One of the best books I have read so far this year has been #TheWrongTurn Review and I was eager to understand how the authors – Namita & Sanjay created this book with its mesmerising situations, suave characters and a timeline that gave me a heady doze of nostalgia and patriotism.
Welcome to the blog!
What has been your guiding light to achieve the balance that makes The Wrong Turn a perfect blend of facts about Netaji & Azad Hind Fauj and a fictional romance? Any ideas or mantras you followed to find this balance?
Facts and fiction – all stories are a blend of them, aren’t they?
We make up stories about fictional human beings but set them in a specific period of history. In historical fiction, we also involve real people, isn’t it? By that token, all fiction – except for science fiction and fantasy – is in a sense historical. Pocahontas is historical. The Godfather is historical. The English Patient is historical. Ismat Chugtai’s stories are historical.
A writer chooses a specific time, a culture, a political context in which to tell a story. Maybe the only difference is that you have “real people” also appearing in “historical fiction” and so have to be more careful with your “facts”. Anyway, as I said earlier, we chose this particular span of history because it fascinated us. And we asked what could have gone wrong in Kohima? Was it politics – or that old culprit, love, which led to such betrayal? So the twin themes of love and betrayal, regret and redemption, forgetting and memory, came up as the engine of the story. I also wanted to portray the human side of Netaji and the “boys” of the INA.
I wanted to bring alive those incredible times, the tragedy of what was attempted and lost. And that could only happen if the reader “saw” those long gone historical events and characters vividly through the eyes of people we could love and hate and root for.
All the main characters are very young, barely out of their teens, caught up in the sweep of history, being asked to make incredible sacrifices. We knew people would want to know what happened to them, why it happened.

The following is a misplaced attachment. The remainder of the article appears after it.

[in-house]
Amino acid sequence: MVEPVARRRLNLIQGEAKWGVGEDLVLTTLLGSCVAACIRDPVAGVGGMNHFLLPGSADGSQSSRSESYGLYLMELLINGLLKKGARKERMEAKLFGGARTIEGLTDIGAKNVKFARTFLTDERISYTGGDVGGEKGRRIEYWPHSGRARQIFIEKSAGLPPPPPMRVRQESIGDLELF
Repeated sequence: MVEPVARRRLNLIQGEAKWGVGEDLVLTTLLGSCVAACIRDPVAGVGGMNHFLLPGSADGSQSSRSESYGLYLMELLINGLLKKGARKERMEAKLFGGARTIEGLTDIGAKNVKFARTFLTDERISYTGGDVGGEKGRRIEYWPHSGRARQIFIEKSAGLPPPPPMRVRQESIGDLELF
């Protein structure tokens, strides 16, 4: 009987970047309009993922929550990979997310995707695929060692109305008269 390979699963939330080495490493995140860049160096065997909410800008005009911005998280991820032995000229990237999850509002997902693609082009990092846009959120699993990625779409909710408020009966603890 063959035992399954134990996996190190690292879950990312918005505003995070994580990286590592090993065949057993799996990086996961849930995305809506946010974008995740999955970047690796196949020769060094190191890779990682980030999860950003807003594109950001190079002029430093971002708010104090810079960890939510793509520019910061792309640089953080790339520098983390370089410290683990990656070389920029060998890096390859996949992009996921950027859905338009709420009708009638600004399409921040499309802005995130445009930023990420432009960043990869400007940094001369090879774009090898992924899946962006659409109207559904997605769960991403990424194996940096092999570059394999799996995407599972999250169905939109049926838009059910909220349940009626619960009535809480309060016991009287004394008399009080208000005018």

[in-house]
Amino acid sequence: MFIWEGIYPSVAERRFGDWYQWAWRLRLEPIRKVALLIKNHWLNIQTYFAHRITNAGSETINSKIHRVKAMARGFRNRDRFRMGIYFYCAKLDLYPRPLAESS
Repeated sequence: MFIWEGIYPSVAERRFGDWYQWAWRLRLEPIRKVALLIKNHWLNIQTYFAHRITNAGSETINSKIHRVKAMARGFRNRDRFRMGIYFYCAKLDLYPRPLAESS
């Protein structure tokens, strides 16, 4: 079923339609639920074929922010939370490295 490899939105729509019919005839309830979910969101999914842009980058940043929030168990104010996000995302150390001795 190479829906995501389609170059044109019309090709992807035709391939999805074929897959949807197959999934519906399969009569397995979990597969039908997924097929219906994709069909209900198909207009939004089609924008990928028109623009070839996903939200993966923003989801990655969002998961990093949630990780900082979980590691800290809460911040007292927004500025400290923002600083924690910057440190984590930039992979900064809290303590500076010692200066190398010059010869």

I asked myself can I, through this tale of betrayal create fresh, compelling characters that readers get hooked onto? Can I create a new truth, a new way of looking at history contrary to what we have been fed? Can I, through this tale of star-crossed lovers, bring a new understanding of the human condition?
So while the history was important, we didn’t want it to be a dull, boring recounting of events. It had to be a cracker of a tale, sweeping you up in the hurly-burly of a race against time and moving inexorably to an inevitable end, reading like a thriller.
I hope it engages you and pleases you.
Thank you so much. The book is soon to be a motion picture and I look forward to seeing it onscreen. Wonder who gets to play the debonair Debraj?
My best wishes and hope to read the next book soon.
During a school project on ‘The most memorable day of my life’, NAMITA ROY GHOSE wrote about a Russian girl on the day WW2 ended. She got her first rejection slip from the teacher for making things up. Ever since, Namita has established her storytelling skills through her scriptwriting, screenplays poetry, fiction, legendary advertising campaigns, and as a renowned advertising film director. A Creative Director with HTA, she left after 13 years to start her own film company, White Light, one of India’s top ad film outfits. A social activist, she is the founder of Vanashakti, an NGO that works to protect the environment. Namita has done pro bono work on issues like domestic violence, child welfare, sexual harassment and forest preservation. She is an avid traveller, a photographer, foodie and teacher.
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